Like everyone, I was shocked and saddened by Dingle’s sudden passing. It’s always hard to lose a dog, some more so than others. I love all the SP Kennel dogs, of course, but I will admit to having had a few favorites over the years. Dingle was one of them. In fact, we had a very “special” relationship. Here’s our story:
In the December 2008 GinGin 200, SP Kennel ran three ten-dog teams with Aliy, Allen and Bridgett all on the runners. I was the only crew member on hand, and it was only my third race experience.
Late on the first night, I was in Paxson lodge after a 20-hour day of handling dogs, helping mushers, filming the action and posting to the DogLog. I was just about to put my head down for a nap when I heard my name called, followed by words a handler doesn't want to hear: "One of your dogs has just come back from a checkpoint."
I bundled up to deal with the -50 degree temps and howling wind — epic race conditions which resulted in this iconic picture of Aliy — then went out into the pitch black night. Being thoroughly examined by a race veterinarian was two year old Dingle!
Having been dropped from a race for the first time — in only the second race of his young career! — he looked perplexed and disappointed, but was visibly reassured when he saw me. I greeted him with a brisk pat and asked him, "What in the world, Dingle?!?"
Apparently, the flap we attach to the underside of the male dogs' wind jackets — to protect their "private parts" — had blown loose on Dingle. Being particularly well-endowed, the lad had been exposed to the fierce winds and had picked up a bit of "frost nip" on his, um, "Little Dingle."
After examination, the vet assured me that it was a minor “nip” and that he would fully recover with no problems. He would, however, require some special attention over the next 48 hours.
In brief, his treatment regimen had two parts:
First, avoiding internal infection by keeping him thoroughly hydrated such that fluids frequently flowed through the affected organ. Second, avoiding external infection by keeping the affected area thoroughly lubricated with a liberal amount of ointment.
That was all the instruction I received. With the all of the Kennel's actual dog experts out on the trail, it was up to me to figure out how to comply with the doctor's orders.
The first job was pretty straightforward. Although there's only so much clear water a dog will drink, there's almost no limit to how much "fish soup" an Alaskan husky will lap up. So, I got a cooker going and made Dingle a huge pot, mostly water with chopped up pieces of salmon and a little kibble for flavoring. Every hour I fed him a big bowl of it, then walked him until he relieved himself of the previous dose.
Besides being time consuming and a bit of a drag to be outside in the dark, cold and wind half the night, the hydration order was easy to accomplish. I would do anything for the dogs, especially for my little pal Dingle.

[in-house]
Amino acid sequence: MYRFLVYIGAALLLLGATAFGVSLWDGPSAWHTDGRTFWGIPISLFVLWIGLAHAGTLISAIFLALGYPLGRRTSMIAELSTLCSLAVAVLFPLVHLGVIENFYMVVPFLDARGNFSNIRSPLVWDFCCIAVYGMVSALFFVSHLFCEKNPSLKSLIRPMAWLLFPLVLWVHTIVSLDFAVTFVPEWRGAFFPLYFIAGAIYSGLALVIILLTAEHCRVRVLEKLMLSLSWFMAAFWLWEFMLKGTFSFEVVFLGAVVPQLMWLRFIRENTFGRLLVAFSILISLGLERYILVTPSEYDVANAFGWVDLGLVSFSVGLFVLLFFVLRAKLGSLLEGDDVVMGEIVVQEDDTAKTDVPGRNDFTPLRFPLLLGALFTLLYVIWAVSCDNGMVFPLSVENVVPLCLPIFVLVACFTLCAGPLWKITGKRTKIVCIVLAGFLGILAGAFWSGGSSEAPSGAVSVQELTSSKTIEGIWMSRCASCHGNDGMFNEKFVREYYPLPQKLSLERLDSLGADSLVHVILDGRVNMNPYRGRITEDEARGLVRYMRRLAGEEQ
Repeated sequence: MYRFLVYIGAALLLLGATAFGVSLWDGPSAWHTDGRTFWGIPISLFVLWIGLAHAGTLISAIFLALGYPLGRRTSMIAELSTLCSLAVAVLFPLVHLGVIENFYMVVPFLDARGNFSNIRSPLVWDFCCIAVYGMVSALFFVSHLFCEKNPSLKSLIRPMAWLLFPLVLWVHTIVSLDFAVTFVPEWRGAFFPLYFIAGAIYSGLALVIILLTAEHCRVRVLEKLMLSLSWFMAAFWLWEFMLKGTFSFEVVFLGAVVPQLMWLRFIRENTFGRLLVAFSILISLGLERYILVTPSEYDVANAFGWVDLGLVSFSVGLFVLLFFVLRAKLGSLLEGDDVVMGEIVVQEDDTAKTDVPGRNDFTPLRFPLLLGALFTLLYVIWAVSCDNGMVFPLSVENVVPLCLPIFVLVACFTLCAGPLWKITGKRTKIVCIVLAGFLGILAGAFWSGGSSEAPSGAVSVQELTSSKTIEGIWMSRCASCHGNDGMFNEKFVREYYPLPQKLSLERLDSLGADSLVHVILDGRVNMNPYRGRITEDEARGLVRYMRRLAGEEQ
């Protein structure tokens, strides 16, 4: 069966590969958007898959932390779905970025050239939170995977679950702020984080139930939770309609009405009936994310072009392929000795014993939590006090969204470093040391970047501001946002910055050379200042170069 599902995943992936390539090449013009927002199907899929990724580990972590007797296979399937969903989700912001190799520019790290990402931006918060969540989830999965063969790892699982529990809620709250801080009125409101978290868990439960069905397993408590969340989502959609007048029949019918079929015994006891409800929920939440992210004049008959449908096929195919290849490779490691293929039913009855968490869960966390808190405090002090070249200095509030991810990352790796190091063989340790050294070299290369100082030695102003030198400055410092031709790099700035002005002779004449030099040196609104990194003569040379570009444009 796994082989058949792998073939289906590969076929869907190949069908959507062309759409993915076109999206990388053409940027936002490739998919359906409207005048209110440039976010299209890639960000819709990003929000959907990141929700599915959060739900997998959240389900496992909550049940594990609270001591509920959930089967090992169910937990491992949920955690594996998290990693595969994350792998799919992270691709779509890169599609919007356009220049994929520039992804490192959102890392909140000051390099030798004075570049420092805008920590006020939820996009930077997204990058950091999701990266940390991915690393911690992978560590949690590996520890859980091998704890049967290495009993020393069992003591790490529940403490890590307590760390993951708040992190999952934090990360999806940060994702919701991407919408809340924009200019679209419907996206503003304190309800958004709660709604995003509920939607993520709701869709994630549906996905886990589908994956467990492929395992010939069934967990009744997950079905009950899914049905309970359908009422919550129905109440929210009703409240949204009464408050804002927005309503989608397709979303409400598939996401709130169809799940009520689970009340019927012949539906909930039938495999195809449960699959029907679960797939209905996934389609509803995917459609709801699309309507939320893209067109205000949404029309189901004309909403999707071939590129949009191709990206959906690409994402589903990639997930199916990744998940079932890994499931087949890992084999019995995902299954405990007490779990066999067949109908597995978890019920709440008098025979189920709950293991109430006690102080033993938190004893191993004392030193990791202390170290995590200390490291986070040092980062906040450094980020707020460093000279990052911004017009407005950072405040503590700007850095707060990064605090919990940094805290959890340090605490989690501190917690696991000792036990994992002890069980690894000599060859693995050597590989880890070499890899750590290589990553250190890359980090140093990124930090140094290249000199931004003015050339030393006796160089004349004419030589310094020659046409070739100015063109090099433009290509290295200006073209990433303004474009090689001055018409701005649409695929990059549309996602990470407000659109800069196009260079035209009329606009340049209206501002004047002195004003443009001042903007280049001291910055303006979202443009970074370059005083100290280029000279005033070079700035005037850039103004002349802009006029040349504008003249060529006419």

Saying I would do anything for Dingle brings me to the second job. At -50 degrees, the ointment/salve had the consistency of clay, not something you can just dab on with a gauze pad. In order to apply it, I had to briskly knead it in my hands while inside the lodge, then run outside and manually massage it onto his booboo.
Picture yourself in the arctic night, massaging a dog's private parts every hour and you probably won't even come close to how ludicrous it seemed to actually be doing it!
The first time I did it, Dingle was more than a little surprised. After that, I swear the cheeky rascal smiled at me every time he saw me coming out the door.
Various humans couldn't resist getting in on the act, taking turns to make comments on my activities.
One grizzled veteran handler got a laugh out of everyone — and even a grin from me — by declaring, "You've sure got a special relationship with that dog!"
It was worth it, of course, for Dingle to make a full recovery, even despite forever being chided by various members of the mushing community whenever they saw me with the SP Kennel team: "Hey, which dog is your special friend?" If they only knew.
Dingle was very much my special friend, and not just because of our weekend in Paxson. It's always a risk to anthropomorphize a dog, but with him I'm proud to do it: Dingle and I have a lot in common.
￼Other dogs were flashier and more famous, like ChaCha, Quito, Nacho and other superstars of the Kennel. Dingle was a quiet, competent, hard working dog who rarely got — and never sought — the limelight. Being good at his job was its own reward.
Everyone who knew Dingle always knew he could be counted on to do his job, to do it well and to get it done. He always had a smile on his face!
I like to think of myself that way, or at least aspire to his level of quiet, solid, reliable performance and positive attitude. Dingle was my role model.
This is my favorite photo of Dingle. It's how I will always remember him.
Farewell, my special friend... Thank you for the honor, privilege and great pleasure of knowing you.